This is a one-size-fits-all hood. I have a 7-3/4 to 7-5/8 hat size, on the border between XL and XXL, so the hood should have plenty of room for most. The opening at the bottom measures 16 -1/2″, with seam allowance, which will fit the 10″ circle you’ll cut into the cagoule body. The face opening is the same size, so you can push the hood back off your head. The right angles at the ends of the face opening will create a straight line between the hood halves when the hood is opened up for sewing the draw-cord sleeve on.


The fabric for the hood gets folded back 16-1/2″ and the chin of the pattern is set on the fold. After cutting the fabric, sew the hood from the back to the top of the face opening.


Here the back of the hood has been sewn and the staples can be removed. All of the seams are topstitched, leaving the edges exposed. The fabric’s coating will keep them from fraying. Open the hood, fold the seam allowances to one side, and topstitch them.


You can use this pattern using a few dimensions to size the cagoule to yourself. For the height, drape a light cord over your shoulder and note where it touches the floor in front and behind you. Half of that length of cord is the Height indicated on the drawing. The Width of the pattern is the Height x 0.35; making the full width 70 percent of the Height, which will make the finished cagoule quite roomy. The Span sets the lengths of the sleeves. Put your hands together in front of your chest, arms outstretched, palms together, and fingers pointing away from you. Measure from fingertip around your back to fingertip. The folds at the cuffs and the hem are 2″ wide, stitched with a 1/2″ seam allowances, and creating a 1-1/2″ draw-cord sleeves.


For a custom fit, you can make adjustments to a plastic-sheet version, assembled with tape and staples, before cutting fabric. The 6mil sheeting I used was easy to work with.



You can use the pattern provided above or use your plastic-sheeting prototype, folded in quarters, as a pattern. Fold the fabric in quarters.


Weight the fabric so it won’t shift as you cut it. The excess length has been trimmed here.


Here’s where the scissors with the offset handles prove themselves. They won’t lift and shuffle the fabric as regular scissors will, so you can cut all four layers at once with accuracy. Note the curve in the armpit from sleeve to waist (I forgot that when I cut the green cagoule) and the marks at the upper right corner marking the midpoint of the cagoule.


Open the body to add the sleeve extensions and to draw and cut the hood opening.


The crossing straight lines are centered on the midpoint marked with the fabric was folded. The hole for the hood has a diameter of 10″. It is set toward the front with 1/3 of the opening on the back side of the shoulder fold and 2/3 on the front side. The center of the hole is 1-3/4″ away from the cross’s midpoint.


Cut 1/2″ inside the drawn line.



Stapling or pinning the hood opening to the hole with the fabric slack is nearly impossible. I made two sailmaker’s hooks with a couple of 16-penny steel sinker nails, tied some cord to them, and pulled the hood and body tight against each other. Then I could mate the edges and staple them together, uncoated faces pressed against each other.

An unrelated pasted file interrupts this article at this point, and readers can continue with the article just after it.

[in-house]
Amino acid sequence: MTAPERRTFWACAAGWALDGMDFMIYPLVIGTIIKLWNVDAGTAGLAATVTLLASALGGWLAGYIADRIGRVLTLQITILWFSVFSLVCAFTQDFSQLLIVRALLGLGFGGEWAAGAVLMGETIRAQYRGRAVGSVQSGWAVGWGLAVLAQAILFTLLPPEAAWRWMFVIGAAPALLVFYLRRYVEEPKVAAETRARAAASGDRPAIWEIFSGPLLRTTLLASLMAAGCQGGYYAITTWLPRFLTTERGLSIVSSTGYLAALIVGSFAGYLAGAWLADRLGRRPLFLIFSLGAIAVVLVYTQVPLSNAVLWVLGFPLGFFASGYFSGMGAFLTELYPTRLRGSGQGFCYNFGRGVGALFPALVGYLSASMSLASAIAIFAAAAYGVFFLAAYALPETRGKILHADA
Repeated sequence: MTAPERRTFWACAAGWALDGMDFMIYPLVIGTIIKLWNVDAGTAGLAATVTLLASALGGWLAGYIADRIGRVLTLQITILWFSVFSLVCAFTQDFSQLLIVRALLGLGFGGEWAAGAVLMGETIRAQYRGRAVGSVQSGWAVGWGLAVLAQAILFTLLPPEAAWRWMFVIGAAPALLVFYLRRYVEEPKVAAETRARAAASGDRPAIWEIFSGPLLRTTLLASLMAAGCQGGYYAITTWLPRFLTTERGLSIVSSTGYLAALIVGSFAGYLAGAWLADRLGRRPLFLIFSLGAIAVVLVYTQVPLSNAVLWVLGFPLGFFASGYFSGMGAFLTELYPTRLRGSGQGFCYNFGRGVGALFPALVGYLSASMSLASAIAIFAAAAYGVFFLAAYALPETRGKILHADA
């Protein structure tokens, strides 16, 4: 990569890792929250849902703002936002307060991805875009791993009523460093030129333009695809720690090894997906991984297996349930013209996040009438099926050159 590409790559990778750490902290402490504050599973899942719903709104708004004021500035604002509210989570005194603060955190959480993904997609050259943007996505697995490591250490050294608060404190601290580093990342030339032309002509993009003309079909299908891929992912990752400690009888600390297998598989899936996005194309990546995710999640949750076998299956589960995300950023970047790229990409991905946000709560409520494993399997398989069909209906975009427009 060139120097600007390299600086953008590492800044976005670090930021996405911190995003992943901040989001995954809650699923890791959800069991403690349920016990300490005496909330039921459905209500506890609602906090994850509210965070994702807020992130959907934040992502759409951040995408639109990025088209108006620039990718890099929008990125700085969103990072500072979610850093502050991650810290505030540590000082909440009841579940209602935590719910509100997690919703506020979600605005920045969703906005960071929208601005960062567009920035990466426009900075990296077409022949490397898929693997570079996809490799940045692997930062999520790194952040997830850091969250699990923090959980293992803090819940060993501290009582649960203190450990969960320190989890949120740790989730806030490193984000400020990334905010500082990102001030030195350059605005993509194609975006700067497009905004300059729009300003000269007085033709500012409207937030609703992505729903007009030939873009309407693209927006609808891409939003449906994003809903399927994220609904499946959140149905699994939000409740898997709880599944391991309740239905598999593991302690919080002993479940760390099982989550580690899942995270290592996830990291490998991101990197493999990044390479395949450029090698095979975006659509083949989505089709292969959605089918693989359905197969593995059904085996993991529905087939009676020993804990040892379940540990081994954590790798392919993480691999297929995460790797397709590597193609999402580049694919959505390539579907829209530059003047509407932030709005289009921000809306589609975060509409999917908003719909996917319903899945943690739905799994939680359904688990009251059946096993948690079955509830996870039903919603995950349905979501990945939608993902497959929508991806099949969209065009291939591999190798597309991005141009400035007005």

The sleeve extensions are sewn on and trimmed to the pattern. You can see the inside surface of the topstitched seam here, with the seam allowance flaps folded flat and sewn.


The sleeves for the drawcords on the cuffs at the bottom of the cagoule and its arms get their edges folded back at an angle.


The draw-cord sleeves are then folded and sewn. The the drawcord opening at the bottom can be put at one of the side seams.

From here, the cagoule can be folded so the sides can be stapled together with coated sides out,  sewn, and topstitched. Seal all of the seams. I used SeamGrip +WP. Let the sealer dry overnight.

Christopher Cunningham is the editor of Small Boats Magazine.


A cagoule that’s cut very wide, like the green one here, works great for privacy when changing clothes or using a porta-potti. While the crescent-moon on the blue cagoule pictured above suggests the latter, it’s a design from my third great-grandfather’s private signal.

A couple or readers asked about condensation in the comments below. I mostly use the cagoule for relaxing in camp or as an extra wind-proof layer in very cold weather. I went out rowing on March 29 and was getting chilled by a brisk headwind. The air temperature was about 50 degrees F, not especially cold, but the wind was cutting through my fleece jacket. My cagoule was handy so I slipped it on. I was working hard for about a half mile against the headwind and worked up a sweat. I could feel the moisture in the sleeves of the jacket while I was rowing so when I reached a lee and dropped my anchor I took the cagoule off. The inside of its sleeves was somewhat wet. The jacket and the cagoule dried in a few minutes and I put the cagoule back on for relaxing in the boat. The waterproof/breathable jacket tucked away in the boat would have been a better choice for the rowing, saving the cagoule for the anchorage.